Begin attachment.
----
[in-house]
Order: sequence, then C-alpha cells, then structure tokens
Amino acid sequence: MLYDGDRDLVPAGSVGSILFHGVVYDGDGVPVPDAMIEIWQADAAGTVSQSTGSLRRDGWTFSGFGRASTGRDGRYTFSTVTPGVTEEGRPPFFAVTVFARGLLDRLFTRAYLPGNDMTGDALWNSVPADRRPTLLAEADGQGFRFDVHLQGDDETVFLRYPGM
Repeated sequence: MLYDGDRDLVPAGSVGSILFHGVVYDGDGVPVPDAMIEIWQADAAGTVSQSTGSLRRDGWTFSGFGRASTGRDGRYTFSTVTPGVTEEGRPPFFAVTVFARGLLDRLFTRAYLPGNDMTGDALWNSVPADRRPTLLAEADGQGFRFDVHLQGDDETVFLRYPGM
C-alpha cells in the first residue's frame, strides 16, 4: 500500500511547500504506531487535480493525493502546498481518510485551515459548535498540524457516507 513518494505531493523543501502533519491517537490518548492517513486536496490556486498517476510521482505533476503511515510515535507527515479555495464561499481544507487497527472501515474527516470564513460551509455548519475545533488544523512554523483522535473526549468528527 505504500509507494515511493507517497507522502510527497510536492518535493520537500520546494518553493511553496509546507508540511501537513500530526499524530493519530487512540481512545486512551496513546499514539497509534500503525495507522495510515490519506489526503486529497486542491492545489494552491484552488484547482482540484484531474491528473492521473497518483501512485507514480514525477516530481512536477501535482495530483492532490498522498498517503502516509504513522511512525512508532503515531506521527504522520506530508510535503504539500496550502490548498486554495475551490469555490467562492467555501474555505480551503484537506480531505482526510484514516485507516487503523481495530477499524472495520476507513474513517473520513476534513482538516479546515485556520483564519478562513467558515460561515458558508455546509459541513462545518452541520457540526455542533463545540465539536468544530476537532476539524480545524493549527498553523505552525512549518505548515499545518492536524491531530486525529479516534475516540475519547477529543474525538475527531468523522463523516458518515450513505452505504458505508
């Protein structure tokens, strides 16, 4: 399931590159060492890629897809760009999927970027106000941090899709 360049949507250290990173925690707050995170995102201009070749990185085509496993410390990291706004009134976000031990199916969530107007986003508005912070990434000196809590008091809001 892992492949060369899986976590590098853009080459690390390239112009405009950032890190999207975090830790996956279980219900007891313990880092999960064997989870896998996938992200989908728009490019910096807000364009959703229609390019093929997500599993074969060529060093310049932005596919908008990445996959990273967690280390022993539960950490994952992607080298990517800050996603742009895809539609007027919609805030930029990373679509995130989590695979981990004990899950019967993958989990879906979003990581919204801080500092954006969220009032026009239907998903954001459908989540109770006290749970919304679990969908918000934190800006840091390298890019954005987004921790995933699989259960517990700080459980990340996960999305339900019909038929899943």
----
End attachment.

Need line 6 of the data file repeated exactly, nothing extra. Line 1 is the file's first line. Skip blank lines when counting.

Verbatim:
């Protein structure tokens, strides 16, 4: 399931590159060492890629897809760009999927970027106000941090899709 360049949507250290990173925690707050995170995102201009070749990185085509496993410390990291706004009134976000031990199916969530107007986003508005912070990434000196809590008091809001 892992492949060369899986976590590098853009080459690390390239112009405009950032890190999207975090830790996956279980219900007891313990880092999960064997989870896998996938992200989908728009490019910096807000364009959703229609390019093929997500599993074969060529060093310049932005596919908008990445996959990273967690280390022993539960950490994952992607080298990517800050996603742009895809539609007027919609805030930029990373679509995130989590695979981990004990899950019967993958989990879906979003990581919204801080500092954006969220009032026009239907998903954001459908989540109770006290749970919304679990969908918000934190800006840091390298890019954005987004921790995933699989259960517990700080459980990340996960999305339900019909038929899943």